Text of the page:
Bird with plastic in stomach

More and more animals are dying from plastic ingestion.

In Chapter 19, Roberts suggests networks of marine reserves as a potential solution for preserving marine space and protecting sea life. Reserves are regions of the ocean where fishing and other forms of resource extraction or development are prohibited; as Roberts points out, they have been quite successful in some parts of the world. Since this is primarily a top-down approach to conservation, I am curious to hear if people think that governments and/or conservation groups have the ultimate responsibility in protecting ocean space and wildlife? On a personal level, how do you conserve the natural environment and what are some of the biggest challenges you find when it comes to making ocean-friendly choices?

Share your ideas and experiences on any of the above, or anything you come across as you read the book. Questions? Ask them! Let’s get the conversation going!

Coming up Friday August 2: Four Fish: The Future Of The Last Wild Food
by Paul Greenberg. Order online or pick up at your favourite bookstore or library!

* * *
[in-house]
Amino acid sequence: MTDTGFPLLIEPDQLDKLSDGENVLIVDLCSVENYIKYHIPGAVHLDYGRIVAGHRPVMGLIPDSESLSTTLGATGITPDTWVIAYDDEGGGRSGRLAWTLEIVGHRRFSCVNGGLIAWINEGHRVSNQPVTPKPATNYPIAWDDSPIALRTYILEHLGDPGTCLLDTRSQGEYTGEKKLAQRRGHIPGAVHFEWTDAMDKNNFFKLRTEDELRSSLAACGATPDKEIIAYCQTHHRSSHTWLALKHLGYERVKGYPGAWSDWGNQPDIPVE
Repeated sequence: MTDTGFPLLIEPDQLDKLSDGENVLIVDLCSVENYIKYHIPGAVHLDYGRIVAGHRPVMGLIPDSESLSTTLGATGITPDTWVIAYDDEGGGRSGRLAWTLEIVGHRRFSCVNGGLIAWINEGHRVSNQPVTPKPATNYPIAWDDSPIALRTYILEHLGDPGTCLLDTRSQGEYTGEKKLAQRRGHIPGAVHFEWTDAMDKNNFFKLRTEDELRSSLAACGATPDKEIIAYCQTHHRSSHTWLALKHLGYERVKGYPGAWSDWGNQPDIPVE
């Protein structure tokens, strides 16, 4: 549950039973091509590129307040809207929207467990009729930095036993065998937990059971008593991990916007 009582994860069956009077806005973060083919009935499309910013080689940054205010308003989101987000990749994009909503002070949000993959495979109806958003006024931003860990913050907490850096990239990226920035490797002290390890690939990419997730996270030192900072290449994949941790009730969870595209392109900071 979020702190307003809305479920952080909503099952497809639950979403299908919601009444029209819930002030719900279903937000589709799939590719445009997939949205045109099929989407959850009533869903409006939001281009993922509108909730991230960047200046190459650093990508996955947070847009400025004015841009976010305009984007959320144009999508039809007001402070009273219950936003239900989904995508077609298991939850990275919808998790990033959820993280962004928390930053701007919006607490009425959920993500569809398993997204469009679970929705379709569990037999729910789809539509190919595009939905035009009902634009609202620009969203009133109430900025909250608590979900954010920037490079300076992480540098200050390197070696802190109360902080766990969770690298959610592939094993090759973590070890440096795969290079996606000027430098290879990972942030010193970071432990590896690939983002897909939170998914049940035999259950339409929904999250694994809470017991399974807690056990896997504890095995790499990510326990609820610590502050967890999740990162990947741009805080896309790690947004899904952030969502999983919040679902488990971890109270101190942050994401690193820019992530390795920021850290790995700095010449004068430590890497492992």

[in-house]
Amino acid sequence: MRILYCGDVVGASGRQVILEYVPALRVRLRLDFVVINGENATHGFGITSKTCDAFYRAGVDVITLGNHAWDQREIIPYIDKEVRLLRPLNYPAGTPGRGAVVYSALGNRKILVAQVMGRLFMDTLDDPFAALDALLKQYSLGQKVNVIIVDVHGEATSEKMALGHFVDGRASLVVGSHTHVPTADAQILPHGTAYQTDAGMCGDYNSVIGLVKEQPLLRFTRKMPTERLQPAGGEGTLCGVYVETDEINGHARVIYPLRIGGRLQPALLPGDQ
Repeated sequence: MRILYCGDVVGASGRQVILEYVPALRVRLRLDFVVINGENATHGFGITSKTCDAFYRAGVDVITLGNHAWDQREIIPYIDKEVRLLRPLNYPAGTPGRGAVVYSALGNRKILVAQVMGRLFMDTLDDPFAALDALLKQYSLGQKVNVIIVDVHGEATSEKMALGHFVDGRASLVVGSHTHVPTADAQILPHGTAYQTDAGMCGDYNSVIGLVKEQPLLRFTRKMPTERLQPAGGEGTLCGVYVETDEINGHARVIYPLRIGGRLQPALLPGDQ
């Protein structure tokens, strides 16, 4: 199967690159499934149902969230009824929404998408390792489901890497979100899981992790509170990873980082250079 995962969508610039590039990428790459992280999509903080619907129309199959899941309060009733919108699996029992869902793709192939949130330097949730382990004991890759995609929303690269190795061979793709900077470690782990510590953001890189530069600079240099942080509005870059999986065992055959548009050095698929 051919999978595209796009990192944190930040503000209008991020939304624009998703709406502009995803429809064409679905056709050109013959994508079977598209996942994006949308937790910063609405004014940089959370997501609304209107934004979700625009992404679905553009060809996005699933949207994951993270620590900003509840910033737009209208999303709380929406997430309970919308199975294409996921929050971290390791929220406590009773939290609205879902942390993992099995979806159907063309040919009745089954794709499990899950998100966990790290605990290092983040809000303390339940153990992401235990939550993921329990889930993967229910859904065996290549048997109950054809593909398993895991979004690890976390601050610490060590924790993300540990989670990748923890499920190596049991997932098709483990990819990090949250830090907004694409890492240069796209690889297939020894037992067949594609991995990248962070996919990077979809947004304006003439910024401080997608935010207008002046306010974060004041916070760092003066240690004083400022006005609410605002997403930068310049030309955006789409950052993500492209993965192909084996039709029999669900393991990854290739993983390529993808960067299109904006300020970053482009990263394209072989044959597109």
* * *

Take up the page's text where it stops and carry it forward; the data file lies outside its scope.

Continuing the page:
Blog post by Laurenne Schiller, Ocean Wise research analyst and book club curator. 

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2 Responses

  1. Helen Steely

    My shifting baseline story, at age 68 is that as a child we either took the old coal fired train over a wooden trestle bridge to Wildwood, N.J. from Phila. or later drove over the wooden bridge that was next to the rail bridge. It was finally replaced with a much higher concrete and steel structure. We would pass huge miles of estuary which as a child seemed enormous. My mother would say it was pond lilies. Now that is gone as is the trestle that was lapped by the sea waves. Yea, we would have to get out of Wildwood if a hurricane was forecast because the trains could not cross the sea as the water was so close to the bridges. Most people did not use cars in the early 1950’s. I remember leaving in a hurry when Hurricane Helene (1958) was on the way. It was the last time we went to Wildwood as the relatives who had a summer home died. Over ten years later as an adult going out on a fishing boat, the estuaries were almost gone!

    • Vancouver Aquarium

      Thanks for sharing your story, Helen. I guess it’s like so many things— we don’t really notice the big changes until we go away for awhile. Advances in technology and losses in nature are particularly noticeable though I think. I was recently home at my parents’ house and went for a walk in the park I grew up beside. Over the years, the blackberry bushes there have been almost entirely removed (apparently as a safety measure to improve visibility in the park). I remember being able to pick buckets worth of berries but now, I feel like that experience will not be available for kids in their neighbourhood and they won’t have any idea about what was once there. Laurenne.